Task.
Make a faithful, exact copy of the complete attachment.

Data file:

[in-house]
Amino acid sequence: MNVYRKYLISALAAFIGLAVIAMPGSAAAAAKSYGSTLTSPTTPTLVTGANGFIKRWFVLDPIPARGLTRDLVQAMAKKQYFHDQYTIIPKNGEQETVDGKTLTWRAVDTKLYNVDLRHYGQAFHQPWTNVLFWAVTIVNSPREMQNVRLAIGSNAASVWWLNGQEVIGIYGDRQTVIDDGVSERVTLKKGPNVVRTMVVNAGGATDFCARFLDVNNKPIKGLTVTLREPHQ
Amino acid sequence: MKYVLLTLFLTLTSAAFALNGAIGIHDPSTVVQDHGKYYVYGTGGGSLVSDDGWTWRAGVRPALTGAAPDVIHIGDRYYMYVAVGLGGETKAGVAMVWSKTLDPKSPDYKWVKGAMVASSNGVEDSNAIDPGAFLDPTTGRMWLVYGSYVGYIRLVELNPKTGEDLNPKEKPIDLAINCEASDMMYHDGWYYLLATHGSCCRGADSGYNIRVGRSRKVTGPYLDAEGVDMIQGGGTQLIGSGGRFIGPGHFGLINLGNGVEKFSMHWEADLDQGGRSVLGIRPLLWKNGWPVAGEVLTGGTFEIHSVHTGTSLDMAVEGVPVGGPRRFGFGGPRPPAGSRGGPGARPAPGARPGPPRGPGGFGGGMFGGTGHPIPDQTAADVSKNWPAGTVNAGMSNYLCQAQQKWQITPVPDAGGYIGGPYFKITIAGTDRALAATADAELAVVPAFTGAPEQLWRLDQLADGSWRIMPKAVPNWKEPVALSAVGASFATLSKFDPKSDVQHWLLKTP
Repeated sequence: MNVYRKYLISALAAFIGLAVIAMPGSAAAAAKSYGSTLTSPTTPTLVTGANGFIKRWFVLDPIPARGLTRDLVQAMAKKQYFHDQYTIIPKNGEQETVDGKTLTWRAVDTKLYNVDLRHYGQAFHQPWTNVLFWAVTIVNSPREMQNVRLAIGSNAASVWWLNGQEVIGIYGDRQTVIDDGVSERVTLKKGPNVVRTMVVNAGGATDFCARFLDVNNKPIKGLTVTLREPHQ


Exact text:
[in-house]
Amino acid sequence: MNVYRKYLISALAAFIGLAVIAMPGSAAAAAKSYGSTLTSPTTPTLVTGANGFIKRWFVLDPIPARGLTRDLVQAMAKKQYFHDQYTIIPKNGEQETVDGKTLTWRAVDTKLYNVDLRHYGQAFHQPWTNVLFWAVTIVNSPREMQNVRLAIGSNAASVWWLNGQEVIGIYGDRQTVIDDGVSERVTLKKGPNVVRTMVVNAGGATDFCARFLDVNNKPIKGLTVTLREPHQ
Amino acid sequence: MKYVLLTLFLTLTSAAFALNGAIGIHDPSTVVQDHGKYYVYGTGGGSLVSDDGWTWRAGVRPALTGAAPDVIHIGDRYYMYVAVGLGGETKAGVAMVWSKTLDPKSPDYKWVKGAMVASSNGVEDSNAIDPGAFLDPTTGRMWLVYGSYVGYIRLVELNPKTGEDLNPKEKPIDLAINCEASDMMYHDGWYYLLATHGSCCRGADSGYNIRVGRSRKVTGPYLDAEGVDMIQGGGTQLIGSGGRFIGPGHFGLINLGNGVEKFSMHWEADLDQGGRSVLGIRPLLWKNGWPVAGEVLTGGTFEIHSVHTGTSLDMAVEGVPVGGPRRFGFGGPRPPAGSRGGPGARPAPGARPGPPRGPGGFGGGMFGGTGHPIPDQTAADVSKNWPAGTVNAGMSNYLCQAQQKWQITPVPDAGGYIGGPYFKITIAGTDRALAATADAELAVVPAFTGAPEQLWRLDQLADGSWRIMPKAVPNWKEPVALSAVGASFATLSKFDPKSDVQHWLLKTP
Repeated sequence: MNVYRKYLISALAAFIGLAVIAMPGSAAAAAKSYGSTLTSPTTPTLVTGANGFIKRWFVLDPIPARGLTRDLVQAMAKKQYFHDQYTIIPKNGEQETVDGKTLTWRAVDTKLYNVDLRHYGQAFHQPWTNVLFWAVTIVNSPREMQNVRLAIGSNAASVWWLNGQEVIGIYGDRQTVIDDGVSERVTLKKGPNVVRTMVVNAGGATDFCARFLDVNNKPIKGLTVTLREPHQ